The wealth management industry generally has 2 compensation models. The first is a fee-based model where the wealth manager earns compensation through fees as well as commissions. The fee portion can be based on an hourly rate or a pre-determined milestone-based understanding. So, if a certain number of hours are spent on a task, then that is multiplied by the hourly rate and invoiced. In the milestone approach, once the milestone is achieved, the pre-determined amount is released. There are other such structures that determine the fee.
The commissions can be a cut paid to the advisor by the product company when the client of the advisor buys a certain financial product. Such commissions can incentivize advisors to “push” clients to opt for certain products over others. The downside is that the client ends up investing in/buying the product even when there is no real need to do so.
A fee-only structure solves the problem of commissions by completely excluding them. The only way a fee-only advisor gets paid is through fees. Whether the fees are based on an hourly rate, milestones, or through a percentage of the assets under management, that is all there is. So, the advisor is aligned to always provide advice that is in the best interest of the client. There are no distractions like commissions and the only financial incentive is to do what is best for the client so that he/she recommends the wealth manager to other people. In many cases, a fiduciary wealth manager adopts a fee-only compensation model.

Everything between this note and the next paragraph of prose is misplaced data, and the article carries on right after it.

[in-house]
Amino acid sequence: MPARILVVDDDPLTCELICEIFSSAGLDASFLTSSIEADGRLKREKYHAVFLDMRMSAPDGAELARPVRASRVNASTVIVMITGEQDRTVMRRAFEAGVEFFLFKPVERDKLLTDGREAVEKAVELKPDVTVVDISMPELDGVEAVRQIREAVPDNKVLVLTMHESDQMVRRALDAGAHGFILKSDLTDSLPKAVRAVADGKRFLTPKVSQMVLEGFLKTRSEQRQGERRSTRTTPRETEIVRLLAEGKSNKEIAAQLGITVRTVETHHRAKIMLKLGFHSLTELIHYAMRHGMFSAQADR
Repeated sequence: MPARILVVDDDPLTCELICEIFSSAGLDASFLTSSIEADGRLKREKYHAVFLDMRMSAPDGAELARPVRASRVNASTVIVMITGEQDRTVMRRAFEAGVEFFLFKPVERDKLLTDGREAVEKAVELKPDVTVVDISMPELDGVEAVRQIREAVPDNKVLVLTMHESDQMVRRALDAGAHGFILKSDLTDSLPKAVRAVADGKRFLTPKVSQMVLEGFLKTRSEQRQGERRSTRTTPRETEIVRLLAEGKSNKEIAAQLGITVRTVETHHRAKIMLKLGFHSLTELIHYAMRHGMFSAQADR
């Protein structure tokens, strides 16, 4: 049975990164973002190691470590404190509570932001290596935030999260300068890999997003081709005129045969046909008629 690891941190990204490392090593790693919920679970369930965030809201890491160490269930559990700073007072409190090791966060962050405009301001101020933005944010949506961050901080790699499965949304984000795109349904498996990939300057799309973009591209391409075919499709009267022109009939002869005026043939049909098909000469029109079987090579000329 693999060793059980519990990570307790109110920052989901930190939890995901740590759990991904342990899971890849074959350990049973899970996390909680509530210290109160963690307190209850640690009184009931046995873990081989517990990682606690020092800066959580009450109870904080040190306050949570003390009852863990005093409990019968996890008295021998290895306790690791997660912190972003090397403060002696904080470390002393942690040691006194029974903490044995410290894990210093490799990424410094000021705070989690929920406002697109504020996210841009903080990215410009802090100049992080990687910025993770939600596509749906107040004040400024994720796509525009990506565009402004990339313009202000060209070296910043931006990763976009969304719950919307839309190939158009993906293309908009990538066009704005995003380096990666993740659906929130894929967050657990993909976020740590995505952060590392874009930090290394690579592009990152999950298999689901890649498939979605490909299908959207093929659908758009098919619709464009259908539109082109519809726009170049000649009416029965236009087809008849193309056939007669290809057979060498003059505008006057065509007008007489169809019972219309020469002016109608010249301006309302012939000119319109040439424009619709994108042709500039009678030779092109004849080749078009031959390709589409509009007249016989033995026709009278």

How do I know if my financial advisor is a fiduciary?
Now that you know what a fiduciary-financial-advisor is, the next obvious question on your mind would be – how do I know if my financial advisor is a fiduciary? When you go about looking for financial advisors, you will generally find quite a few of them near your area. With so many financial advisors around, it becomes important to pick out the ones that are registered as fiduciary.
One way to identify such fiduciary advisors is by browsing through the website of the wealth advisor and keeping an eye out for any references to the word fiduciary. You can gain deeper insight into how to select the best financial advisor if you have $5 million to $500 million in investible liquid assets by going through this authoritative guide written especially for high net worth and ultra-high net worth individuals.